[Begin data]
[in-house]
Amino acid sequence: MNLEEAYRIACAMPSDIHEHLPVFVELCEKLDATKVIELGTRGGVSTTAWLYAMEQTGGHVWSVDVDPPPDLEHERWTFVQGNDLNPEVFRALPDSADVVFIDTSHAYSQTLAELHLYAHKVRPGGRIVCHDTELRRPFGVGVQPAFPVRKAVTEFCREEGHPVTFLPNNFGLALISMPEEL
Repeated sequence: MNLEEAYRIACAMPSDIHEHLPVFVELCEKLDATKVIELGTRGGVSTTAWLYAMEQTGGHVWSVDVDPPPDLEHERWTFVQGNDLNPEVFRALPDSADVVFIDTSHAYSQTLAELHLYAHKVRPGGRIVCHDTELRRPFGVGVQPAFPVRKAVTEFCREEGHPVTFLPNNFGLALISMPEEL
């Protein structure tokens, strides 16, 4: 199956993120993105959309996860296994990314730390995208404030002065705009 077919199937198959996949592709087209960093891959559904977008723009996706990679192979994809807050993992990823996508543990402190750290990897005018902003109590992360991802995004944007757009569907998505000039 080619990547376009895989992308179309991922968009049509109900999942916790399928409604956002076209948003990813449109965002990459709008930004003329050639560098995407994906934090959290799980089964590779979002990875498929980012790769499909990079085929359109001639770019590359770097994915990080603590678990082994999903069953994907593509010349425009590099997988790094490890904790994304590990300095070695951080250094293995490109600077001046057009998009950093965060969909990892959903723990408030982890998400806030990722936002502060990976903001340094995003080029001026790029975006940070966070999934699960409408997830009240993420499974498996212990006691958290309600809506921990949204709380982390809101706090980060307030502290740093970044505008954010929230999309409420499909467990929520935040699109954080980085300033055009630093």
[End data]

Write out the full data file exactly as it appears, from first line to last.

[in-house]
Amino acid sequence: MNLEEAYRIACAMPSDIHEHLPVFVELCEKLDATKVIELGTRGGVSTTAWLYAMEQTGGHVWSVDVDPPPDLEHERWTFVQGNDLNPEVFRALPDSADVVFIDTSHAYSQTLAELHLYAHKVRPGGRIVCHDTELRRPFGVGVQPAFPVRKAVTEFCREEGHPVTFLPNNFGLALISMPEEL
Repeated sequence: MNLEEAYRIACAMPSDIHEHLPVFVELCEKLDATKVIELGTRGGVSTTAWLYAMEQTGGHVWSVDVDPPPDLEHERWTFVQGNDLNPEVFRALPDSADVVFIDTSHAYSQTLAELHLYAHKVRPGGRIVCHDTELRRPFGVGVQPAFPVRKAVTEFCREEGHPVTFLPNNFGLALISMPEEL
């Protein structure tokens, strides 16, 4: 199956993120993105959309996860296994990314730390995208404030002065705009 077919199937198959996949592709087209960093891959559904977008723009996706990679192979994809807050993992990823996508543990402190750290990897005018902003109590992360991802995004944007757009569907998505000039 080619990547376009895989992308179309991922968009049509109900999942916790399928409604956002076209948003990813449109965002990459709008930004003329050639560098995407994906934090959290799980089964590779979002990875498929980012790769499909990079085929359109001639770019590359770097994915990080603590678990082994999903069953994907593509010349425009590099997988790094490890904790994304590990300095070695951080250094293995490109600077001046057009998009950093965060969909990892959903723990408030982890998400806030990722936002502060990976903001340094995003080029001026790029975006940070966070999934699960409408997830009240993420499974498996212990006691958290309600809506921990949204709380982390809101706090980060307030502290740093970044505008954010929230999309409420499909467990929520935040699109954080980085300033055009630093």